COUNTDOWN TO SCHOOL KICKOFF

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Retail & wholesale advertising suggests the new school year kickoff is just days away with limited time remaining to make those last minute purchases of backpacks, binders, pens, pencils and all the various fresh new supplies. I know as child I loved the look and smell of those neatly arranged colorful crayons in my very own Crayola box. A new first day of school outfit always got my children excited for their first day on which they woke early and dressed without nagging, slipped their well stocked heavy backpacks on without complaint and traipsed happily off to the school bus in their spanking new sneakers.

By the end of the first week, enthusiasm began to diminish exponentially in the weeks that followed. The alarm rang too early, the backpacks were too heavy, the lunches “sucked” and the bus ride made them nauseous.

I believe one root to the declining attitude is routine, what kids often refer to as BORING.  7 AM alarm, bus, school, home, snack, homework, dinner, showers, bed. All to begin again the next day. So what can we parents and educators do as partners to keep the enthusiasm alive?While every day cannot be the first with all the fresh new supplies and the excitement of new teachers, we can try to help prevent the boredom associated with routine.

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Here are my 5 tips to happy school days.

  1. Set Goals. Ask your children to set 3 goals for themselves (one academic, one social and one athletic) to be achieved in the first quarter of the year (approx. 10 weeks). Mark the date of the end of the first quarter on your calendar, so they can see the end in site. These goals need to be realistic but challenging. While working toward straight A’s may be unrealistic, improving grades from the previous year in just one subject may be quite doable. Just as joining a social club may not fit every personality, finding one new friend may be just right for another. And while everyone is not athletically gifted, everyone can add one form of physical exercise to their daily activities. Think about these goals with your children and how each one might be achieved. Have them write these goals down, seal them in an envelope and tape the envelope to the inside of the their binders as a reminder. At the end of the quarter open that envelope. See how well they did and set new goals for the next quarter.
  2. Refresh supplies & save work.
    Every week or two, clean out those backpacks stuffed with loose papers, gum wrappers and broken pencils. Discard the unnecessary clutter. Replace those once beautiful crayons with a fresh box and those pencil stubs with new ones. Give your child a fresh clean folder to save favorite work and a special place to keep it.
  3. Change up the morning routine. At home try breakfast in bed, or special breakfast 4ibogkpbtday, a surprise sleep in a bit longer day and drive the kids to school. At school plan special days: pajama day, dress as book character day, inside out day, riddle days with solutions revealed at lunchtime.
  4. Change up the after school routine. Think about after school special treats: ice cream, bowling, skating, library visit, movies, etc. Make it a surprise or something to look forward to. Whatever will keep your child excited.
  5. Reward! Discuss what’s being done to help achieve those goals. Reward even the smallest steps forward. Reminder: There is nothing children want more than to please their parents and to be loved unconditionally. Recognize the challenge of achieving their goals and show them your pride in their efforts.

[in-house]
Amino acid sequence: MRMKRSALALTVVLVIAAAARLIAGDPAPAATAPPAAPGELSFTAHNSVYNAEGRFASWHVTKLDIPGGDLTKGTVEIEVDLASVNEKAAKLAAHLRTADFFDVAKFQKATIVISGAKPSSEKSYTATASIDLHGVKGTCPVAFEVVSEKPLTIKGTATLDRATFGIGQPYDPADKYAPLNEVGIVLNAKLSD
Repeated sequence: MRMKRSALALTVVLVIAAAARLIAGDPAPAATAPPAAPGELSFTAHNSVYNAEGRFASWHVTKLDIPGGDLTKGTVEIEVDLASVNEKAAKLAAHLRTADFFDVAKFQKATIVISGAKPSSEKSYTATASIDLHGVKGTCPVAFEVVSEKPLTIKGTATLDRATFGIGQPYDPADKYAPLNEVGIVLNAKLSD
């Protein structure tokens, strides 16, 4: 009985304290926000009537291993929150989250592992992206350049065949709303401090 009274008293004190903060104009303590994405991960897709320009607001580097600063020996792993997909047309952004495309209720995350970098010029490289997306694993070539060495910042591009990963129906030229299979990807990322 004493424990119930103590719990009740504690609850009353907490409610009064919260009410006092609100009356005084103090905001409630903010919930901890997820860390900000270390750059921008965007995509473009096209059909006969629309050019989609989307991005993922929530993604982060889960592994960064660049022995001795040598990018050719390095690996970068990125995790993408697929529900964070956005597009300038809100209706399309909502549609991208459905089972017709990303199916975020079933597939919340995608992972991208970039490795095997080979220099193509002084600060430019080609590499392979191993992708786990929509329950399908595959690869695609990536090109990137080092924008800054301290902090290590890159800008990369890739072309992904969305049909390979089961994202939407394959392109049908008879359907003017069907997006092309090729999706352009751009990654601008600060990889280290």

THE CONTINUING JAKE PULLMAN STORY

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Chapter 5

Today after two chimes of the doorbell, I watched through the front door glass panel as Jake raced down the stairs and slid across the polished wood floor to let me in. Probably finishing that cleaning he was to have completed before my arrival today. But glad he didn’t want to disappoint me, I kept my thoughts to myself and mirrored back his smile.

We settled ourselves back at the kitchen table where the same old papers remained and a few more had been added to the neglected stack. Jake answered my routine questions with the usual fine, good, yeah. Basketball game tonight, homework was already done and his new homework folder was working well.

Familiar with the old adage, When something sounds too good to be true, it probably is, my invisible antenna raised. “So let’s have a look.”

A few tattered papers peeked out the top of the green folder Jake pulled from his binder. Stuffed in the To Do side was a large packet with the details for a new long term science project. The Finished side held three math worksheets, one finished, two untouched. I chose to start with the science project, which Jake claimed to have received without any instructions. “The teacher just gave it out and said she’d explain it later, but there was a fire drill and when we got back to the class, we had to go to lunch.”

Hmm, really. For warned of Jake’s challenge with forthrightness, I thought we might be playing Truth or Lie, but if so, I credited his creativity and put my doubts aside.

Knowing long term projects with pages of instructions can be overwhelming to students, I wanted to ameliorate any angst by scanning the packet, looking for key elements and breaking it down into small doable sections with intermediary self-imposed due dates – thus introducing the second element necessary for success – Time Management. While Jake found this to be most unnecessary, his resistance was no match against my insistence.

The directions read, each student was to pick a scientist from a list provided, research their biography and at least one major accomplishment. They were to share the results of their research with the class through a PowerPoint or personal interview with the scientist. Presentations were to begin in three weeks.